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I never used snaps before. When reading the vague descriptions I assume it's implemented in a way really similar to containers.

This makes me assume that programs in snaps all use their own libraries. But because 'regular' programs use the default libs from the system I assume multiple libs will be loaded which will cost a lot of memory...

Is this indeed the case ?

Related: Are there other disadvantages with running programs installed with snaps ?
(Note that I mention "running" instead of installing)

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  • 1
    Snaps can share libraries with other snaps (I see 3 shared components installed on my system that has few shared snaps), they also may not be able to do this. There are many confinement models available to the developer, which change the security & sharing capacity of the snap; so it's not a one-size-fits-all.
    – guiverc
    Sep 18 at 11:25
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    So, you've read "vague descriptions" and assumed a bunch of things? Why would you do something like that? Why not read clear discriptions and learn things instead? Sep 18 at 13:05
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    That's the problem with descriptions... It's hard to know which one are correct and which ones are from people that think they know how everything works. I usually try to mix descriptions up and filter everything out that sounds wrong. This often results in a reasonable, but vague, descripton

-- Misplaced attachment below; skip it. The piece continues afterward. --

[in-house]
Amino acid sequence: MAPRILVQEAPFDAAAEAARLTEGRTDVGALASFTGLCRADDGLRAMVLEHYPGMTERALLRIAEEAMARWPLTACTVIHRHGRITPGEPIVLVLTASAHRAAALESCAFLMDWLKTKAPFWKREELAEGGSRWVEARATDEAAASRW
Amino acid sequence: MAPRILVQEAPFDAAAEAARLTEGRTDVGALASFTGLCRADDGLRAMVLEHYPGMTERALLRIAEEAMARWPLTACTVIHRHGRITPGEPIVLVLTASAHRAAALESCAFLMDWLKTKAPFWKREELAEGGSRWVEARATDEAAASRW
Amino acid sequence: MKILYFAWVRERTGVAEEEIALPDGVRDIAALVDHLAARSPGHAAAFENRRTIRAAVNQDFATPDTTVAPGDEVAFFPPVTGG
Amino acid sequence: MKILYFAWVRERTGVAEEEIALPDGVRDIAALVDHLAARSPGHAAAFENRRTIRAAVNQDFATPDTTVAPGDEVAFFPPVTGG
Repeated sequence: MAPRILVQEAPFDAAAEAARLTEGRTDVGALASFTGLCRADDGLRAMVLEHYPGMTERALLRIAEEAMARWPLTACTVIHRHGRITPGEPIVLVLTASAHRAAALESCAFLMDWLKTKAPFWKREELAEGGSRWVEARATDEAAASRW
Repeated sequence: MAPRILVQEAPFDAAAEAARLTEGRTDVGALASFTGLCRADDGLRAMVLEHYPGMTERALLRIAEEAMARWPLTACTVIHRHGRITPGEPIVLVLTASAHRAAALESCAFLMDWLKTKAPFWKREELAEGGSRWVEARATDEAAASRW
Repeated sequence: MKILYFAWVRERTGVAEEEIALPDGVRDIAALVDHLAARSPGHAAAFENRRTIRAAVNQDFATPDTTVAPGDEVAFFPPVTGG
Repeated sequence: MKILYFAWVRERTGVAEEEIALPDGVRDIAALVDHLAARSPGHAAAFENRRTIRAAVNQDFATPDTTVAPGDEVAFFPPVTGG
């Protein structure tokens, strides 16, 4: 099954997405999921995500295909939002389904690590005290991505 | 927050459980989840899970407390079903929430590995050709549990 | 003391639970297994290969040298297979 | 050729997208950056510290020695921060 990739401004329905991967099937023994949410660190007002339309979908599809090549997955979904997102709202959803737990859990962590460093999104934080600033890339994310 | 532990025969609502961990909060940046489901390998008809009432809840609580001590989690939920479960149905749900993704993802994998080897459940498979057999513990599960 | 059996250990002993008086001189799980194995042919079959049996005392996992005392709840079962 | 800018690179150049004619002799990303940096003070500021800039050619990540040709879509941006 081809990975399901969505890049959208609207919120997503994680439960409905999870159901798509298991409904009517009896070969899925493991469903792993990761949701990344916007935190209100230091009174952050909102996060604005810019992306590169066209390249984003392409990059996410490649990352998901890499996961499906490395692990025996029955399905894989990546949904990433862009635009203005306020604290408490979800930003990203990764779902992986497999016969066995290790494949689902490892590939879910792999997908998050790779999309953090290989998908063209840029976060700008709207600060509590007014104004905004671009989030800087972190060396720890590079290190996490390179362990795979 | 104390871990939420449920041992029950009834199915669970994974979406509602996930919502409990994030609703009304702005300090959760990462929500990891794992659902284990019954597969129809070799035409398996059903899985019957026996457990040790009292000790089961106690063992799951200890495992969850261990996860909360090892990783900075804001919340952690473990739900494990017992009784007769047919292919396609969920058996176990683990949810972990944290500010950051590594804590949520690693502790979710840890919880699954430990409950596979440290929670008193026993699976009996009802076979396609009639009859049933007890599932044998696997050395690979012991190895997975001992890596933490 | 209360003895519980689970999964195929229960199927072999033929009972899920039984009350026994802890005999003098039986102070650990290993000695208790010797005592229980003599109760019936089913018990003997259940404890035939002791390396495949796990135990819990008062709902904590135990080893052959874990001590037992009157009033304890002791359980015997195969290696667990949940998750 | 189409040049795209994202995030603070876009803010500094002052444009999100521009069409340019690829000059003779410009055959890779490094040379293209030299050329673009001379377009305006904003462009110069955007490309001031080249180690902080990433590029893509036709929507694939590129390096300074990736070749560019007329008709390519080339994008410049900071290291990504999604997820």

– Garo
    Sep 18 at 13:11
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Snaps are indeed sandboxed applications that run in a confined environment, and contain, to an extent, their own libraries. These libraries that come with the snap cannot be used by other snaps. Therefore, memory requirement of multiple apps will be higher than in a system where these libraries can be shared by different applications.

Still, also within snap, some sharing is implemented through first of all the core snap, but also through optional use of extensions that avoid that the developer each time has to implement integration with for example Gnome and GTK, or KDE in the snap, and leads to reuse of these components between different snaps.

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